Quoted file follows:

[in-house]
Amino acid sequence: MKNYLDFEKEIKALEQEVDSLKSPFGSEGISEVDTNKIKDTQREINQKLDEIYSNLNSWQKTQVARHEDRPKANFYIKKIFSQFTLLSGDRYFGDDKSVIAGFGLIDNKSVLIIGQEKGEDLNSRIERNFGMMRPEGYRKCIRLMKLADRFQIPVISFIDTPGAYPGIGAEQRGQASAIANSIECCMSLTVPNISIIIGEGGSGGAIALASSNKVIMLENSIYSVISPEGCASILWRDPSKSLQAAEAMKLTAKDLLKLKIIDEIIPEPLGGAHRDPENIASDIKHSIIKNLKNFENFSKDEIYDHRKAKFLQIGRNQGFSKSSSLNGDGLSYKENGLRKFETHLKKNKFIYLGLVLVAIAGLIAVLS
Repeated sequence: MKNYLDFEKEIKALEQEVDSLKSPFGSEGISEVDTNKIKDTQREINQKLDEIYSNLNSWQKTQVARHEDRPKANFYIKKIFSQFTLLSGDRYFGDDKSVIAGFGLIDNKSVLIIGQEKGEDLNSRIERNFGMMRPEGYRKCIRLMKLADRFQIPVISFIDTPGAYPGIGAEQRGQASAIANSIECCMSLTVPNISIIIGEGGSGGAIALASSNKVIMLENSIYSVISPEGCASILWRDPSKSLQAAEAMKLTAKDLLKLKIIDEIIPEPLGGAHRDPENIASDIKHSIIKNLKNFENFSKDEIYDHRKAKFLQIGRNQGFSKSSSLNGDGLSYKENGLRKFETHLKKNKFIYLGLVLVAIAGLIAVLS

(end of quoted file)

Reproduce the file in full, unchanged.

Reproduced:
[in-house]
Amino acid sequence: MKNYLDFEKEIKALEQEVDSLKSPFGSEGISEVDTNKIKDTQREINQKLDEIYSNLNSWQKTQVARHEDRPKANFYIKKIFSQFTLLSGDRYFGDDKSVIAGFGLIDNKSVLIIGQEKGEDLNSRIERNFGMMRPEGYRKCIRLMKLADRFQIPVISFIDTPGAYPGIGAEQRGQASAIANSIECCMSLTVPNISIIIGEGGSGGAIALASSNKVIMLENSIYSVISPEGCASILWRDPSKSLQAAEAMKLTAKDLLKLKIIDEIIPEPLGGAHRDPENIASDIKHSIIKNLKNFENFSKDEIYDHRKAKFLQIGRNQGFSKSSSLNGDGLSYKENGLRKFETHLKKNKFIYLGLVLVAIAGLIAVLS
Repeated sequence: MKNYLDFEKEIKALEQEVDSLKSPFGSEGISEVDTNKIKDTQREINQKLDEIYSNLNSWQKTQVARHEDRPKANFYIKKIFSQFTLLSGDRYFGDDKSVIAGFGLIDNKSVLIIGQEKGEDLNSRIERNFGMMRPEGYRKCIRLMKLADRFQIPVISFIDTPGAYPGIGAEQRGQASAIANSIECCMSLTVPNISIIIGEGGSGGAIALASSNKVIMLENSIYSVISPEGCASILWRDPSKSLQAAEAMKLTAKDLLKLKIIDEIIPEPLGGAHRDPENIASDIKHSIIKNLKNFENFSKDEIYDHRKAKFLQIGRNQGFSKSSSLNGDGLSYKENGLRKFETHLKKNKFIYLGLVLVAIAGLIAVLS